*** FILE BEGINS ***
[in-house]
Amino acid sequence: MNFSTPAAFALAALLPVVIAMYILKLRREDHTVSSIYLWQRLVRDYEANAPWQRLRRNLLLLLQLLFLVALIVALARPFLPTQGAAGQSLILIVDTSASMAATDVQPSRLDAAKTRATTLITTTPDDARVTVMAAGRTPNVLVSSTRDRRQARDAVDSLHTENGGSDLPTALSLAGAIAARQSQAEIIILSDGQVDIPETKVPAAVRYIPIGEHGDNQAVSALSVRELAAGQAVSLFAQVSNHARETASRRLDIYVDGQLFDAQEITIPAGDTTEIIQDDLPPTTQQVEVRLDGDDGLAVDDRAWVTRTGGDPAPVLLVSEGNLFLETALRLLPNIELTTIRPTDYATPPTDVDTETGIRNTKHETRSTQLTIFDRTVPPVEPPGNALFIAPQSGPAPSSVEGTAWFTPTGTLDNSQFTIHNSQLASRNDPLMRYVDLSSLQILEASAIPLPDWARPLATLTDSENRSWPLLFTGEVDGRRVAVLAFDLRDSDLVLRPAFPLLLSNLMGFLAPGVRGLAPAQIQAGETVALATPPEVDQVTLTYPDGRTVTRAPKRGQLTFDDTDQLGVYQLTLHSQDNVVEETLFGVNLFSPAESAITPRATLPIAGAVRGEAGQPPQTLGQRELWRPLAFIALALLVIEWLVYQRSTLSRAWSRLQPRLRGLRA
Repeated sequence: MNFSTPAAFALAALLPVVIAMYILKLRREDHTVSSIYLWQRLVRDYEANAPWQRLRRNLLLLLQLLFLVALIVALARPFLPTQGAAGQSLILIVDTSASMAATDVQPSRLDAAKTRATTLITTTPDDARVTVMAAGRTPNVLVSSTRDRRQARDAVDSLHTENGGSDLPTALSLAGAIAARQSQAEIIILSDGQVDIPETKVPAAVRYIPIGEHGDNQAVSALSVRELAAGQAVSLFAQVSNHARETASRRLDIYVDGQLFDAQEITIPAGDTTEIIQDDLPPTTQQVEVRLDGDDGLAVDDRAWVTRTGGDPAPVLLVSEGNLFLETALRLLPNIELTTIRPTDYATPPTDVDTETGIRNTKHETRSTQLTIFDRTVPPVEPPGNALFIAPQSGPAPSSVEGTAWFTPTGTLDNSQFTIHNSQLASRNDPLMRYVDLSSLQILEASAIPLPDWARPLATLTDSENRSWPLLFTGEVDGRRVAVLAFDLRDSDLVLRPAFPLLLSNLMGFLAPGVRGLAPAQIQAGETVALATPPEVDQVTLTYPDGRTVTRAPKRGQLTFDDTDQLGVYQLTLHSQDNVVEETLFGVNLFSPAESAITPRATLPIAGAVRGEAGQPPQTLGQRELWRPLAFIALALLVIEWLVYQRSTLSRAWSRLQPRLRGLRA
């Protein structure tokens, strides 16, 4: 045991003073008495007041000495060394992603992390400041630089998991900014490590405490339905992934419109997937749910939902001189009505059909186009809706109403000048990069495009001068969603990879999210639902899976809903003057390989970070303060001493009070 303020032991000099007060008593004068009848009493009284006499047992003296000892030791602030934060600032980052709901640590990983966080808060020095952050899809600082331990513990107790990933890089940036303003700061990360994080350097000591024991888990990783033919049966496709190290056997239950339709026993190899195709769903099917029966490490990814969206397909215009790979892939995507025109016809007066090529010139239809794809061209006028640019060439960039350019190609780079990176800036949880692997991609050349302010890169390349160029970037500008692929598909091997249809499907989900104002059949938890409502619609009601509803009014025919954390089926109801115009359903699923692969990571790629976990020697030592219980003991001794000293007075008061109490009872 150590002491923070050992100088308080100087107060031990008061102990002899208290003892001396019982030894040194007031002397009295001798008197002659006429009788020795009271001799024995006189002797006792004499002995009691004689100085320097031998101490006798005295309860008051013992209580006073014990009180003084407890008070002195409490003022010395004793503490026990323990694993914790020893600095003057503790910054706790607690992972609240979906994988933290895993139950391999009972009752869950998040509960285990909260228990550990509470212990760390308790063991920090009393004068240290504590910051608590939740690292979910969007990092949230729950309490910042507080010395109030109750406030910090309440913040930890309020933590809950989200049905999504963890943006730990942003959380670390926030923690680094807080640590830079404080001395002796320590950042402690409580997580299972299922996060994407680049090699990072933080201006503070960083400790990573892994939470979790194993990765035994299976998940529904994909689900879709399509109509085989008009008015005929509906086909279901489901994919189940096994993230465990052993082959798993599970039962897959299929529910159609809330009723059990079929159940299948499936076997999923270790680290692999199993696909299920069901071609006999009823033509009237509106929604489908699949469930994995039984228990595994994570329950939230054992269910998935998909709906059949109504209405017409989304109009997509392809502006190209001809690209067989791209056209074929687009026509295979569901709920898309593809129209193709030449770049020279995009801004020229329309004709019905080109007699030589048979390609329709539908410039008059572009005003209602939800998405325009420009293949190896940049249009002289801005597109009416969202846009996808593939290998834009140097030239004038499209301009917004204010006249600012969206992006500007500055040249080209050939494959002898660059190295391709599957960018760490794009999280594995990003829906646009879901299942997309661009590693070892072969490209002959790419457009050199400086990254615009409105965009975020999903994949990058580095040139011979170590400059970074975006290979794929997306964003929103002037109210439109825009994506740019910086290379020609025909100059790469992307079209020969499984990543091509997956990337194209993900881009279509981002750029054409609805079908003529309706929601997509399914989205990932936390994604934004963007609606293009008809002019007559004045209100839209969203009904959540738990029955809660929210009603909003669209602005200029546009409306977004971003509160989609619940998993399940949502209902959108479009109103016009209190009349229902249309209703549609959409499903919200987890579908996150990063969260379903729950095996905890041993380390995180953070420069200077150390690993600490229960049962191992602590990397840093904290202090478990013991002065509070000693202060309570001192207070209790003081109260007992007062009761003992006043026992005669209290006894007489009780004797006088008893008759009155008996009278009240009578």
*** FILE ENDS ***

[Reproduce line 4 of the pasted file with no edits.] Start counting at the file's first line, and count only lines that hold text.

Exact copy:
């Protein structure tokens, strides 16, 4: 045991003073008495007041000495060394992603992390400041630089998991900014490590405490339905992934419109997937749910939902001189009505059909186009809706109403000048990069495009001068969603990879999210639902899976809903003057390989970070303060001493009070 303020032991000099007060008593004068009848009493009284006499047992003296000892030791602030934060600032980052709901640590990983966080808060020095952050899809600082331990513990107790990933890089940036303003700061990360994080350097000591024991888990990783033919049966496709190290056997239950339709026993190899195709769903099917029966490490990814969206397909215009790979892939995507025109016809007066090529010139239809794809061209006028640019060439960039350019190609780079990176800036949880692997991609050349302010890169390349160029970037500008692929598909091997249809499907989900104002059949938890409502619609009601509803009014025919954390089926109801115009359903699923692969990571790629976990020697030592219980003991001794000293007075008061109490009872 150590002491923070050992100088308080100087107060031990008061102990002899208290003892001396019982030894040194007031002397009295001798008197002659006429009788020795009271001799024995006189002797006792004499002995009691004689100085320097031998101490006798005295309860008051013992209580006073014990009180003084407890008070002195409490003022010395004793503490026990323990694993914790020893600095003057503790910054706790607690992972609240979906994988933290895993139950391999009972009752869950998040509960285990909260228990550990509470212990760390308790063991920090009393004068240290504590910051608590939740690292979910969007990092949230729950309490910042507080010395109030109750406030910090309440913040930890309020933590809950989200049905999504963890943006730990942003959380670390926030923690680094807080640590830079404080001395002796320590950042402690409580997580299972299922996060994407680049090699990072933080201006503070960083400790990573892994939470979790194993990765035994299976998940529904994909689900879709399509109509085989008009008015005929509906086909279901489901994919189940096994993230465990052993082959798993599970039962897959299929529910159609809330009723059990079929159940299948499936076997999923270790680290692999199993696909299920069901071609006999009823033509009237509106929604489908699949469930994995039984228990595994994570329950939230054992269910998935998909709906059949109504209405017409989304109009997509392809502006190209001809690209067989791209056209074929687009026509295979569901709920898309593809129209193709030449770049020279995009801004020229329309004709019905080109007699030589048979390609329709539908410039008059572009005003209602939800998405325009420009293949190896940049249009002289801005597109009416969202846009996808593939290998834009140097030239004038499209301009917004204010006249600012969206992006500007500055040249080209050939494959002898660059190295391709599957960018760490794009999280594995990003829906646009879901299942997309661009590693070892072969490209002959790419457009050199400086990254615009409105965009975020999903994949990058580095040139011979170590400059970074975006290979794929997306964003929103002037109210439109825009994506740019910086290379020609025909100059790469992307079209020969499984990543091509997956990337194209993900881009279509981002750029054409609805079908003529309706929601997509399914989205990932936390994604934004963007609606293009008809002019007559004045209100839209969203009904959540738990029955809660929210009603909003669209602005200029546009409306977004971003509160989609619940998993399940949502209902959108479009109103016009209190009349229902249309209703549609959409499903919200987890579908996150990063969260379903729950095996905890041993380390995180953070420069200077150390690993600490229960049962191992602590990397840093904290202090478990013991002065509070000693202060309570001192207070209790003081109260007992007062009761003992006043026992005669209290006894007489009780004797006088008893008759009155008996009278009240009578």